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The Stranger IOP

A study into the evolving Existentialist aspects of Meursault

John Baldwin

on 16 November 2012

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Transcript of The Stranger IOP

By John Baldwin The Stranger
Book 2, Chapter 1 Existentialism Existentialism is a philosophy concerned with finding one's self and the meaning of life through free will, choice, and personal responsibility. Existentialists believe in human free will, that human nature is chosen through life choices, that a person is best when struggling against their individual nature, fighting for life, that decisions are not without stress and consequences, personal responsibility and discipline is crucial, society is unnatural and its traditional religious and secular rules are arbitrary, and that Worldly desire is futile. An Insensitive Nature "I explained to him, however, that my nature was such that my physical needs often got in the way of my feelings...What I can say for certain is that I would rather Maman had not died" (65). Wants a Friend "He struck me as being very reasonable and, overall, quite pleasant, despite a nervous tic which made his mouth twitch now and then. On my way out I was even going to shake his hand, but just in time, I remembered that I had killed a man" (64).
Need for Acceptance "I made him feel uncomfortable. He didn't understand me, and he was sort of holding it against me. I felt the urge to reassure him that I was like everybody else, just like everybody else" (66). Meursault's Nature V.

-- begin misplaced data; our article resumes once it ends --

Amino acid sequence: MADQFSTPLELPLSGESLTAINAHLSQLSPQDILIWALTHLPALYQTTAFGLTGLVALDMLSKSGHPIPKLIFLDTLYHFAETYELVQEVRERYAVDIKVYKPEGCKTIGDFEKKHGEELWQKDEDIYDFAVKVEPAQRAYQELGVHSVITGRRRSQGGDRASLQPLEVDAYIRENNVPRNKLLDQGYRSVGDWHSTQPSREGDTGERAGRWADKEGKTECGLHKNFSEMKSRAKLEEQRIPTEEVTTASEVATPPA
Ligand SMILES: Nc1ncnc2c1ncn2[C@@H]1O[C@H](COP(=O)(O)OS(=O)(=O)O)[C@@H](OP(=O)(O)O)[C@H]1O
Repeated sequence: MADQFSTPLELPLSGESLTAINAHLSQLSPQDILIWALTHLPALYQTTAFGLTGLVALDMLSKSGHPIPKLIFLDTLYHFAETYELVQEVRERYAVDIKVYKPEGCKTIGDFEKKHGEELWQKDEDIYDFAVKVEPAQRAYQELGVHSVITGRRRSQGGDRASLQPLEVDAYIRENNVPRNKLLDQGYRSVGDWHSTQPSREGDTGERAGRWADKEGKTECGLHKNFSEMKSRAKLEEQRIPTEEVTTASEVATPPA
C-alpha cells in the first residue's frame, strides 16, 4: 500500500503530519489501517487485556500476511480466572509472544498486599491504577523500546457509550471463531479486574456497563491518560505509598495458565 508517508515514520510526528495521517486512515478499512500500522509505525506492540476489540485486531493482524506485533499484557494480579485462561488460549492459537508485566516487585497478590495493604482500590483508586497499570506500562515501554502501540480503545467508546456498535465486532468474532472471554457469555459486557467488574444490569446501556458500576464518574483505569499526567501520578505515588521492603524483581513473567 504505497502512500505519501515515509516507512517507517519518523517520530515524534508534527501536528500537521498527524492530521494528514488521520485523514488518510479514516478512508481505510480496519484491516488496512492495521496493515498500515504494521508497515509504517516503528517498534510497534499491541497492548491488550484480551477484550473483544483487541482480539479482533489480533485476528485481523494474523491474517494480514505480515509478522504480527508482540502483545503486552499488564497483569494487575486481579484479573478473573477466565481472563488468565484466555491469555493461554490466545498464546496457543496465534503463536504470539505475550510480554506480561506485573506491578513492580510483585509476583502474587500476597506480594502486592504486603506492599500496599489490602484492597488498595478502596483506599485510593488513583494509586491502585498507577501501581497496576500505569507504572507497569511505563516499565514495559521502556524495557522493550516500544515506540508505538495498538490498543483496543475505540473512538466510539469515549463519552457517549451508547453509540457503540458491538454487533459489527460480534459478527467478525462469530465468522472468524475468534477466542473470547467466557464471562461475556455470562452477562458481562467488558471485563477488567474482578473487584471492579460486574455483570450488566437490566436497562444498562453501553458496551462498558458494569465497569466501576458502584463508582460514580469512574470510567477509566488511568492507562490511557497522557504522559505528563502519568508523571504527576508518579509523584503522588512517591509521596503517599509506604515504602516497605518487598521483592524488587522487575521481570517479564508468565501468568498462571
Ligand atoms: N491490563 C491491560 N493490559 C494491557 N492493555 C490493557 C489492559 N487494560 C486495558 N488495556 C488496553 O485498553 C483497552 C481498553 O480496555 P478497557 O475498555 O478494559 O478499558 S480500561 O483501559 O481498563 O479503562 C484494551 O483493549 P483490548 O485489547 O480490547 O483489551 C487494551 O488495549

Meursault's Desires Doesn't Know What Not to Say "I answered that I had pretty much lost the habit of analyzing myself and that it was hard for me to tell him what he wanted to know. I probably did love Maman, but that didn't mean anything. At one time or another all normal people have wished their loved ones were dead. Here the lawyer interrupted me and seemed very upset" (65). Holding Back? "He asked me if he could say that that day I had held back my natural feelings. I said, 'No, because it's not true.' He gave me a strange look, as if he found me slightly disgusting" (65) A Negative Impression "He told me in an almost snide way that... 'Things could get very nasty for me'... He left, looking angry" (65). "He asked if I loved Maman. I said, 'Yes, the same as anyone,' and the clerk, who up til then had been typing steadily, must have hit a wrong key" (67). Insensitivity Continued "That was his belief, and if he were ever to doubt it, his life would be meaningless. 'Do you want my life to be meaningless?' he shouted. As far as I could see, it didn't have anything to do with me, and I told him so" (69). "He simply asked, in the same weary tone, if I was sorry for what I had done. I thought about it for a minute and said that more than sorry I felt kind of annoyed. I got the impression he didn't understand" (70). "I wished I could have made him stay, to explain that I wanted things between us to be good, not so that he'd defend me better but, if I can put it this way, good in a natural way" (66). Good Times for Meursault Sometimes, when the conversation was of a more general nature, I would be included. I started to breathe more freely. No one, in any of these meetings, was rough with me. Everything was so natural, so well handled, and so calmly acted out that I had the ridiculous impression of being 'one of the family.' And I can say that at the end of the eleven months that this investigation lasted, I was almost surprised that I had ever enjoyed anything other than those rare moments when the judge would lead me to the door of his office, slap me on the shoulder, and say to me cordially, 'That's all for today, monsieur Antichrist'" (71) Meursault's Dilemma Meursault has an incredibly abrasive nature, where he never knows what he should not say, and where he is very insensitive, making people dislike him. The problem is, Meursault NEEDS human interaction.
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